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EAC tests activation of regional rapid response mechanism to infectious disease outbreaks

The expert pool has been set up since 2020 based on the lessons learnt from the Ebola outbreak in 2014/15 in West Africa.

ARUSHA, June 22, 2024 – The EAC table-top simulation exercise [TTX] organised by the EAC Secretariat and Partner States and other technical partners successfully tested the activation of the recently established regional rapidly deployable expert pool in Nairobi, Kenya.

The expert pool has been set up since 2020 based on the lessons learnt from the Ebola outbreak in 2014/15 in West Africa as well as other infectious disease outbreaks in the EAC to ensure a timely regional response to disease outbreaks working with regional experts.

The key objective of TTX was to identify strengths and areas of improvement for collaboration and coordination between national, regional, and continental levels in an outbreak scenario and to develop a roadmap, including recommendations on how to integrate the EAC rapidly deployable expert pool and the AVoHC-SURGE initiative to allow for joint planning, deployments and capacity development.

A TTX is a facilitated discussion under a low stress environment where participants meet to discuss their roles during an emergency and to practice, evaluate and identify areas for improvement in their responses to a particular scenario.

The simulation exercise has been part of a 3-day workshop that was opened by a joint training of the Africa Centres for Disease Control and Prevention [Africa CDC] and the World Health Organization Regional Office for Africa [WHO AFRO].

The training aimed at strengthening capacities and knowledge among Partner States’ and EAC experts in relation to regional and continental guidelines and mechanisms in place for rapid response, centering around the African Health Volunteers Corps and Strengthening and Utilising Response Groups for Emergencies [AVoHC-SURGE] initiative, implemented across the continent.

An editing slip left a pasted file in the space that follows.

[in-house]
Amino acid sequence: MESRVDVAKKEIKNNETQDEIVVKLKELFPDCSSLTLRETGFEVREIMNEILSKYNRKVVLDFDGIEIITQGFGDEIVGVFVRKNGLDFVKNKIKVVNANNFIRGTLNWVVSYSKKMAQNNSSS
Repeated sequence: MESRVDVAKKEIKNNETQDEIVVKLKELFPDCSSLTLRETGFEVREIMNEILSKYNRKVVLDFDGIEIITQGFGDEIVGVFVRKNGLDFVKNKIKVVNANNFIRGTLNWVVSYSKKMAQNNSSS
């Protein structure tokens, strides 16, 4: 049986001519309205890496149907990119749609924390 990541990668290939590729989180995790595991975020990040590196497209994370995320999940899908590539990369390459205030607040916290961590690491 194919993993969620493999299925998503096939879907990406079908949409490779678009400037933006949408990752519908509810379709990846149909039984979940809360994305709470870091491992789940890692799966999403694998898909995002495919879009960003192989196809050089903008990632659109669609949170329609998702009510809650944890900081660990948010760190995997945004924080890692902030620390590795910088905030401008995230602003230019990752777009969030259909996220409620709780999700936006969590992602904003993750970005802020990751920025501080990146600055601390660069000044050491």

Speaking during the closing ceremony of the training, Dr Eric Nzeyimana, Principal Health Officer at the EAC on behalf of the EAC Deputy Secretary General in charge Infrastructure, Productive, Social and Political sectors, Andrea Ariik, said the EAC simulation exercise, using the lessons learnt and recommendations, puts the region in a good place and better prepared to outbreaks of epidemics and pandemics in the future.

On his part, Dr Radjabu Bigirimana, AVoHC Lead at the Africa CDC highlighted the mutual benefits of the close collaboration between the EAC Secretariat and the Africa CDC through the AVoHC-SURGE initiative. “A collaboration framework is under development that will allow us to join forces in outbreak response through joint rostering of experts, capacity building and deployments inside the EAC and on the continent”

Dr Arisekola Ademola Jinadu, Technical Officer IHR Monitoring and Evaluation Framework reminded participants on the importance to follow-up on the outcomes and recommendations of the simulation exercise at all levels to inform other ongoing preparedness and response efforts. .

The training and the TTX, brought together more than 50 experts from health, environment and livestock sectors in charge of emergency preparedness and response in the EAC Partner States as well as the EAC Secretariat, WHO AFRO,  Africa CDC, Deutsche Gesellschaft für Internationale Zusammenarbeit [GIZ] GmbH and the German Epidemic Preparedness Team [SEEG] who together simulated a response to a cross-border Ebola Virus outbreak in the EAC region.

In addition to the COVID-19 pandemic, in more recent years, the EAC has experienced numerous outbreaks of infectious diseases and other events of public health concern, such as droughts, landslides and floods. In the last 2 years alone, East Africa has had several disease outbreaks such as cholera, Rift Valley fever, Marburg virus disease, Ebola and Monkey Pox.  These outbreaks have reinforced the need to enhance public health emergency capacities, using a One Health approach, including human health, environment, agriculture and livestock sectors, amongst others.

To better prepare for public health emergencies, the EAC Secretariat, with support of the GIZ, commissioned by the German Federal Ministry of Economic Cooperation and Development [BMZ], and other technical partners such as Africa CDC and WHO Regional Office for Africa over the past years have supported the establishment and roll out of the EAC rapidly deployable expert pool, comprised of emergency preparedness and response experts from One Health relevant sectors of the EAC Partner States.

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